Neda was in my house — in Jerusalem!

This article was originally written for PeaceXPeace.

Neda* was in my house. In Jerusalem! A friend sneaked her in from Ramallah. It’s not easy—getting past the Israeli soldiers at the checkpoint or around the Annexation Wall. But Palestinians have their ways. If they need to get to work or want to shop at the mall or have to visit a sick relative, they get creative. And Neda had a critical mission to fulfill—exploring historic Palestine. So she used her smarts and got herself in. And there she was, in my house. In Jerusalem!

As we set out on our jaunt with our mutual friend Dina, I felt like I was Thelma from the movie “Thelma and Louise.” Neda and Dina were young and reckless and I was old and reckless, and our adventure was thrilling and dangerous and important. My friends hadn’t seen the movie so I just told them it was a feminist classic and I didn’t mention the ending.

We filled the borrowed car with gas and headed north.

Neda took this photo of me in a demolished Syrian village in the Golan
Neda took this photo of me in a demolished Syrian village

Neda delighted in every village, every landscape, every hill, and every stand of trees, and I delighted in her. She is a Palestinian in love with her country, a place denied to her, and I had the honor of appreciating the land through her eyes.

As we approached Tiberias, she was giddy like a child. The GPS sent us round and round in circles before we saw the sea, and she nearly exploded with joy. We walked past the beautiful old Palestinian buildings, built lovingly with black stones, and took photos at ruins and in front of the mosque and the church. We lingered at the sparkling water—imagining the trading and the farming and the family life that once flourished there. It’s a different city now. The shop owners selling falafel are Jewish, but the Palestinian echo is melodic and enduring.

I often hike with my family through demolished Palestinian villages like Lifta and Sataf. They are museums, testimonies to the Palestinian reality before 1948, to the life that would have continued to blossom were it not for the Nakba or catastrophe. These are romantic places, especially when I visit them with Neda and Dina, not, as you might think, because of their imagination of the past. The romance is in their imagination of what will someday be.

It’s too late to prevent the occupation, colonization and dispossession of Palestinians. It happened and continues to happen with ferocious momentum. It’s critical (critical!) to learn about past and present injustices and indignities, but counterproductive to let history hold us back. We can’t build a liberation movement out of the Nakba; we need to struggle for something, for a vision of our future government, economy, educational system, gender relations, environmental goals, and more.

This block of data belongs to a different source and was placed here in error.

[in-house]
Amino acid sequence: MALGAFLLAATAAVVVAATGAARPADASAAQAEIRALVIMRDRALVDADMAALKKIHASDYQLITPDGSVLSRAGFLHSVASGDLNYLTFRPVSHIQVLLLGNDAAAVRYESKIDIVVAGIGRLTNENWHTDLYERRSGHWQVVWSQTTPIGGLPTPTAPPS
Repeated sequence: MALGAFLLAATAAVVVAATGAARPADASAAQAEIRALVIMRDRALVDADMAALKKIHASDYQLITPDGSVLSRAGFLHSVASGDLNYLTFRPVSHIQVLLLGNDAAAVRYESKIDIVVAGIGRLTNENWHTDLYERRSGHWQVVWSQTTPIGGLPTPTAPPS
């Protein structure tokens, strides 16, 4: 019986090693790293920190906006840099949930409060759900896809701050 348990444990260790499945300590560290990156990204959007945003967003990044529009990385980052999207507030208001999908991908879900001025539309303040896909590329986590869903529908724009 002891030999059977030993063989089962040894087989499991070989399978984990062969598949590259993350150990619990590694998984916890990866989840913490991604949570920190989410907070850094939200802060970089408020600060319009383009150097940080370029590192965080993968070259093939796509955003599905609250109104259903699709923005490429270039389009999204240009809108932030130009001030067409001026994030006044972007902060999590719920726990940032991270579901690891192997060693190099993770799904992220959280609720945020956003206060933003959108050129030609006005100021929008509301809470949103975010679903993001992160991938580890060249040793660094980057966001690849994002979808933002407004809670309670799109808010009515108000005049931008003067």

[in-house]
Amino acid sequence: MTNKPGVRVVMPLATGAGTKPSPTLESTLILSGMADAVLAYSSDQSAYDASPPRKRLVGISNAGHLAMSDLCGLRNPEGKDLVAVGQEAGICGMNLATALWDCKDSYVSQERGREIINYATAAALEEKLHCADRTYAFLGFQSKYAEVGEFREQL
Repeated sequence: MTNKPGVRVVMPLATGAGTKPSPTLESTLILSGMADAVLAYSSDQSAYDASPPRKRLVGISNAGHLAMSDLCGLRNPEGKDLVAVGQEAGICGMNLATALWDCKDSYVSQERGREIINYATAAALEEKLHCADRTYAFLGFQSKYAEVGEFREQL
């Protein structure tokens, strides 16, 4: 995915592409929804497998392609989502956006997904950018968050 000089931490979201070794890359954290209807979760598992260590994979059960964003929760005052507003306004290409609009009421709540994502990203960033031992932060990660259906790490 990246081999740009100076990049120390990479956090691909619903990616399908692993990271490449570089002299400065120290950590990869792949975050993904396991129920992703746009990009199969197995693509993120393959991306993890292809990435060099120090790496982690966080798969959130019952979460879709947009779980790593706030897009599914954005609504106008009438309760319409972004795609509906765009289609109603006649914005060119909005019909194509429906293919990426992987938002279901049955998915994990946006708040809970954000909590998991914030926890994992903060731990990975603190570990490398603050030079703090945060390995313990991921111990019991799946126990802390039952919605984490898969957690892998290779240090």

Neda and Dina and I talked late into the early morning hours about the Palestine that can be, that will be, and what we must do to achieve it. Young Palestinian women—inspirational, professional, creative, strategic, smart, fearless, and hardworking. It was hopeful trip.

What is your vision for the Palestine to be?


*Names changed for security purposes.


  1. a guest says

    “or want to shop at the mall”
    How Pathetic. Can’t the Palestinians build their own malls instead of going to Israeli malls? Or maybe they think that Malha and Mamilla malls are malls that were built by the Palestinians years ago and the bad Israelis occupied them. The way the Arabs walk around Mamilla mall with a cup of “Aroma” coffee and their hand and an expression of master of the house on their faces, you’d think Aroma is a Palestinian coffee chain and Mamilla mall was built years ago by Abu something instead of Izraeli (a Jewish architect).

    • admin says

      Your point is well taken. Why would Palestinians go to the mall in Israel, when Israel is the occupying power? Well it’s certainly not because they want to support Israel. I think it’s just that they want to escape the difficulty of living under occupation, if only for a few hours. And they deserve an escape, don’t you think? That said, many Palestinians do not go to Israeli malls and they boycott, at least to the extent possible, Israeli products. In my family we try to boycott, but we can’t always. Living in Jerusalem is a balancing act, a series of compromises, and a life that’s very hard to feel good about. I try my best not to judge people for the things they do to stay sane under these conditions.

      • a guest says

        They don’t look to me like they are trying to stay sane when the stroll in west Jerusalem or Mamilla. They look and act as if that is actually their home and not a place that was built by the Israelis and where they never set foot up until a year or so ago.
        Their attitude is so confident and natural as if it’s the Jews who are the visitors and west Jerusalem has always been part of the lost Arab Palestine who the Jews now occupy after they kicked out the true inhabitants of the place – the Arabs.
        It’s much easier to pretend that nice, clean and developed west Jerusalem has got everything to do with them instead of east Jerusalem or Ramallah or all the other 3rd world Palestinian towns and neighborhoods.

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